Sweden is a constitutional monarchy with a parliamentary democracy. The parliamentary system has been in operation since 1917, but did not become a constitutional law until 1974, when the monarch’s task to represent the country became officially limited. Female succession to the throne was introduced in 1980. The Constitution states that all public power is for the people, represented by the members of parliament. The parliament has 349 members who are appointed for four-year terms.
Some 7 million people in the country are entitled to vote. The 349 members of parliament make decisions and the Government implements those decisions. The Government may also submit proposals for new laws or amendments to laws for a parliamentary vote. Election turnout is quite high by international comparison; although it has fallen to in recent decades, it remains very strong at about 85.8% percent of eligible voters.
Swedish governance as a whole follows a decentralized model. On a local and regional level, municipalities and county councils are autonomous political bodies with clearly defined areas of responsibility. Municipalities deal with city planning and schools, for example, while county councils are in charge of areas such as healthcare and infrastructure.
Sweden has been a member of the EU since 1995. Thus, many new laws enacted in Sweden originate from EU directives (Source: Visit Sweden).
Current Economic Challenges and Opportunities
Presently, there is a great deal of disturbance to the European economic environment, mostly due to the fiscal crisis stemming from the economic troubles in countries such as Greece and Spain, and their problems regarding liabilities and interest rates. To avoid severe economic consequences or even bankruptcy, the IMF (International Monetary Fund) and some European countries had to provide emergency loans to Greece and Spain. As part of IMF, Sweden had to contribute as well. Although the financial troubles of these countries are not directly linked to Sweden, they make the economic outlook in the whole European Union uncertain. Consequently, Sweden is seeing some of the negative effects. However, Sweden does not itself have such internal solvency issues, and has managed to shield itself from the worst economic disruption for the past several years. One big difference between the U.S. and Sweden regarding the past recession, for example, was the absence of sub-prime housing mortgages. This is one of the major reasons why the downturn was so extensive in the U.S., while it was fairly mild in Sweden. Another protective strength was the large budget surplus in Sweden.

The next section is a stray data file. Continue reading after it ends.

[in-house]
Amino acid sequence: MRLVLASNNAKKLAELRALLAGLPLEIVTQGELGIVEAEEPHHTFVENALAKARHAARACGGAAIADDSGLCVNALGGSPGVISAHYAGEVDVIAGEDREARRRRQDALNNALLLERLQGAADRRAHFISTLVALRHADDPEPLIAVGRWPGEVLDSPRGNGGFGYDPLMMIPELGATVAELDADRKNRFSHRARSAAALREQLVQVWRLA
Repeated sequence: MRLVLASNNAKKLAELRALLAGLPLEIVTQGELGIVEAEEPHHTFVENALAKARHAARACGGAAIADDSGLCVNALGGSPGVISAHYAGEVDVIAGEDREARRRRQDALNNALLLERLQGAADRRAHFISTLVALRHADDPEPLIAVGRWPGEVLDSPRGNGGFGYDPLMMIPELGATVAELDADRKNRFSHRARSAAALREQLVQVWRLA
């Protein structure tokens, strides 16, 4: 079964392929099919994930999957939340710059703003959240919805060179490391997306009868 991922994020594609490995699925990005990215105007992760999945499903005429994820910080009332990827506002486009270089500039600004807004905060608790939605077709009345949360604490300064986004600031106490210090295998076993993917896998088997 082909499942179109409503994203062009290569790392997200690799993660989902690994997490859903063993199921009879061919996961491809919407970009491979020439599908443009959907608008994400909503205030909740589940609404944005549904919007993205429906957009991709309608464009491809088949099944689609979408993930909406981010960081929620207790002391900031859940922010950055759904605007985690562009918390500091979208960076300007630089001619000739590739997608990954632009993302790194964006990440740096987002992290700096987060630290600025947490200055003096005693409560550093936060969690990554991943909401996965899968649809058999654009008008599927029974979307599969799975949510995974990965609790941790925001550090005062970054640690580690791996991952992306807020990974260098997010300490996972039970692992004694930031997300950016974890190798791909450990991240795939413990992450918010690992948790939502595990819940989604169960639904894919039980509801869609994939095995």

Additionally, and in contrast to most other EU countries, Sweden possesses its own currency. Although this means Sweden could rely on the Eurozone countries if it had a struggling economy, it also provides greater flexibility; this autonomy has allowed Sweden to escape some of the recent troubles of the Euro.
Like all international economies, Sweden saw some fallout from the global recession; however, it has since managed a notable recovery. When the construction market subsided, it became more important to consider current and future needs during the planning phase of the building process. Appropriate construction materials and technical solutions can provide effective use of resources and in the end give a low running cost for the use of buildings. By renovating buildings, their use lives can be extended and resources and costs can be cut by doing it in an environmentally way. The importance of renewable energy resources and energy efficient technologies is crucial to provide sustainable solutions when the economy is fluctuating, as it has been for the last couple of years. As a leader in renewable energy and sustainable construction, Sweden is well placed to survive a tough business climate (Source: Sustainable Sweden).